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F40PH Preservation, Round Four...............
http://www.rypn.org/forums/viewtopic.php?f=1&t=41545
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Author:  filmteknik [ Wed Jan 10, 2018 7:26 pm ]
Post subject:  Re: F40PH Preservatioon, Round Four...............

I wish IRM had preserved the HEP setup on 33C! What a bit of history to lose. Shaft right through the rear electrical cabinet! What's not to love?

Author:  Lackawanna Lee [ Wed Jan 10, 2018 9:24 pm ]
Post subject:  Re: F40PH Preservatioon, Round Four...............

HEP shafts through the electronics? How was that done?

Author:  RCD [ Wed Jan 10, 2018 10:49 pm ]
Post subject:  Re: F40PH Preservatioon, Round Four...............

Lackawanna Lee wrote:
HEP shafts through the electronics? How was that done?

I assume very carefully.

Author:  LeoA [ Thu Jan 11, 2018 12:33 am ]
Post subject:  Re: F40PH Preservatioon, Round Four...............

Jdelhaye wrote:
RCD wrote:
I really don't see the historical significance of the F40C.


And once again, you fail to see the forest for the trees.

The F40C is the production locomotive model that introduced prime mover driven HEP, (preceded only by 5 experimental units*), a concept that was pioneered by Metra's predecessors


And a significant portion of the story that IRM tells, is of Chicago commuter service and of railroading in general in Illinois.

To let all examples of the first model of locomotive that was acquired new as the era of private operation of Chicago commuter services started to disappear with government subsidies and eventual control by what's now known as Metra, leaves a hole in that story at IRM.

And with the similarity to the SDP40F and the rarity of that model of locomotive (One preserved, and perhaps no survivors elsewhere unless Pueblo still has some examples around), it also has another story it can help tell from the late 1960's and early 1970's fling with C-C passenger power.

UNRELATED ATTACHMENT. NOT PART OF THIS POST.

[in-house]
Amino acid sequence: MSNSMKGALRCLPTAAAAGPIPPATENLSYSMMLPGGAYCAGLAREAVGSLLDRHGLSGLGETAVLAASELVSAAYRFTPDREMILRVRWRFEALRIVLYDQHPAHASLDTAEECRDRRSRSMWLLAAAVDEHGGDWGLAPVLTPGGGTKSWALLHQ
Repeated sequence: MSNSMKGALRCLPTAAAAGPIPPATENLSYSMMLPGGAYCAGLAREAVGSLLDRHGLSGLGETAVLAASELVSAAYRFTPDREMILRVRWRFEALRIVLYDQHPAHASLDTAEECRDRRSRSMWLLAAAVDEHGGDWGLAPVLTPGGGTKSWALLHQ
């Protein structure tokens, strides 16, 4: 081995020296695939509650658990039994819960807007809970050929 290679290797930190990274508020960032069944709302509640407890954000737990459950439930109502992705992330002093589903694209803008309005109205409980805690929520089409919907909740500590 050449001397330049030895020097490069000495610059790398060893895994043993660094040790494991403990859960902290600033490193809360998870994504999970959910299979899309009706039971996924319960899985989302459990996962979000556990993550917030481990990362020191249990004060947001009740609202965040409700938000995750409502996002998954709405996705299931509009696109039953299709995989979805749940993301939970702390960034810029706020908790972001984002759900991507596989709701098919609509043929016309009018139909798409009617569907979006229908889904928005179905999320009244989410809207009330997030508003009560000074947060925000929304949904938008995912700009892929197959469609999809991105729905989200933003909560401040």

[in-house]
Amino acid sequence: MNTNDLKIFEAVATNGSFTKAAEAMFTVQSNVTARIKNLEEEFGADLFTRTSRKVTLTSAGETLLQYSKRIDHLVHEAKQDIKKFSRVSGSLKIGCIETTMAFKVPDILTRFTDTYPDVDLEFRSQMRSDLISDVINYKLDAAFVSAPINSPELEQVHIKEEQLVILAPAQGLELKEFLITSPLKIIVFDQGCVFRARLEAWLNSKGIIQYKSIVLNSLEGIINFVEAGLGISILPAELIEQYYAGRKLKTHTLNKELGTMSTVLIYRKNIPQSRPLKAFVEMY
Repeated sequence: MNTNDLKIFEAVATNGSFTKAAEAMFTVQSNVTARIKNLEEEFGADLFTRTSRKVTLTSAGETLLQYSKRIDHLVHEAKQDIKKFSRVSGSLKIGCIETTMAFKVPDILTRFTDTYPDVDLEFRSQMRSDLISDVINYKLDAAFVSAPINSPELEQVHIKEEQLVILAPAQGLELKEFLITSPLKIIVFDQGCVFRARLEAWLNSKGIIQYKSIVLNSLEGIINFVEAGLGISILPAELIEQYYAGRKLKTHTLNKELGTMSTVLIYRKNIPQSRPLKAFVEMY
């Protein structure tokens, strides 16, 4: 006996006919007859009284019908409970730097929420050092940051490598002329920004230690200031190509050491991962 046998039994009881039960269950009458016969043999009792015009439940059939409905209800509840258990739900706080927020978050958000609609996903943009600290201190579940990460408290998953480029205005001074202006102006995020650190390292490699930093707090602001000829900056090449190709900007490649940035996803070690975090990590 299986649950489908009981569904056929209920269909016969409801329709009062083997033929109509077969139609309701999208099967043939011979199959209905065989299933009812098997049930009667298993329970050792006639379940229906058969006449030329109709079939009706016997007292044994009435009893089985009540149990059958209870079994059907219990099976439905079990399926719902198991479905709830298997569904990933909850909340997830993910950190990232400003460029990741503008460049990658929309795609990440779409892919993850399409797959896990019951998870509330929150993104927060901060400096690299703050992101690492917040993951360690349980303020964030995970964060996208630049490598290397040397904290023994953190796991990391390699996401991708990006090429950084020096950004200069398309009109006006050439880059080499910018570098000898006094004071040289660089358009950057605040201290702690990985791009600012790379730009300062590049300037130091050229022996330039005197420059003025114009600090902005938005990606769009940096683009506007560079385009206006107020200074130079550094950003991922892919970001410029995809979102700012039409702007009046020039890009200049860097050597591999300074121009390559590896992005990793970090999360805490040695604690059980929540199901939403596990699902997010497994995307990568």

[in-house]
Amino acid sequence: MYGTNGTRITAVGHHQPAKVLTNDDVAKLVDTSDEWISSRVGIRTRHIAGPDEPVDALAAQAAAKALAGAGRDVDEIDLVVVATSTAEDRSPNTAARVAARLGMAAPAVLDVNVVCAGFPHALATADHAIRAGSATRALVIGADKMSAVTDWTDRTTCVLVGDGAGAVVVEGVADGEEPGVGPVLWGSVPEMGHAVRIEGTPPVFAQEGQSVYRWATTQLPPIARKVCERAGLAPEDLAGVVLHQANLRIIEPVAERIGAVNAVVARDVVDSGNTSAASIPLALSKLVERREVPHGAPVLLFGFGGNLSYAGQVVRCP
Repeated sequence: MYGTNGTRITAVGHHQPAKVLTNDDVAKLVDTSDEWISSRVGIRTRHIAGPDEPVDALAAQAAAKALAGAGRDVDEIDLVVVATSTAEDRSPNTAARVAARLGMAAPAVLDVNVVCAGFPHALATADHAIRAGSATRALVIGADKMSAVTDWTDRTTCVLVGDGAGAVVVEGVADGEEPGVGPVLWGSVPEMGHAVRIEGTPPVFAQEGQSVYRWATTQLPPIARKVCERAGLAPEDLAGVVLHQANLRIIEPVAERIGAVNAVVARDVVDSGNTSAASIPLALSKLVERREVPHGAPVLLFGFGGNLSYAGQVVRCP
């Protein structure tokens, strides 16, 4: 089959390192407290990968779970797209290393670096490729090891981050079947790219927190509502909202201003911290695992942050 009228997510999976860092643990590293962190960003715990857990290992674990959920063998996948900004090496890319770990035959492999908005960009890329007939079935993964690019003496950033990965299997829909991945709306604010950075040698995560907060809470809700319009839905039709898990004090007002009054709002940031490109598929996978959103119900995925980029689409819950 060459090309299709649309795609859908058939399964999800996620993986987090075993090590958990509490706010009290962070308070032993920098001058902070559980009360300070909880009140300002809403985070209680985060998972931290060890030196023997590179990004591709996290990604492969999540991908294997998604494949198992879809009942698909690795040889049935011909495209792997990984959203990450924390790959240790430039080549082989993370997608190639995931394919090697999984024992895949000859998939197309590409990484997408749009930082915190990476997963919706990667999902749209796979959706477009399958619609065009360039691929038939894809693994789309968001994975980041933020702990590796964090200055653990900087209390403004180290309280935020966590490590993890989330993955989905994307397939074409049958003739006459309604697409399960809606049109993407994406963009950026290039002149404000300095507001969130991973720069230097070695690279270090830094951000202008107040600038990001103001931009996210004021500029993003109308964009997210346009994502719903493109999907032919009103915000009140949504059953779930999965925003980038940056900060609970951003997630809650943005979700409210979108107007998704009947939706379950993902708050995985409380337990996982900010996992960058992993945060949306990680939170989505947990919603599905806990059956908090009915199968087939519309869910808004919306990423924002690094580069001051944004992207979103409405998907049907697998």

The F40C is a close derivative of the first model of locomotive that Amtrak purchased new, which has a lot of history of its own. Poor track on many host roads during Amtrak's difficult earliest days, a derailment controversy that was never fully resolved, trade-in's to EMD for organ transplants into new F40PHR's, a successful and much longer lived second career for a small number of the fleet, etc.

I was annoyed at forums like Railroad.net to see all the hoopla around their final intact days as a fleet. But as the years have gone by, I've came around and see that this is a story worth telling even if I don't personally find cowled passenger power very interesting compared to steam locomotives and streamlined diesels.

To let the last chance to save one when the day comes, after ~15 years have already passed since the fleet was withdrawn, would be unfortunate (And we can't complain that their demise is sudden and a surprise when it may happen). Hopefully IRM has us covered and enough folks feel this is a chapter of railroading history worthy of contributing towards preserving a tiny bit of it in physical form.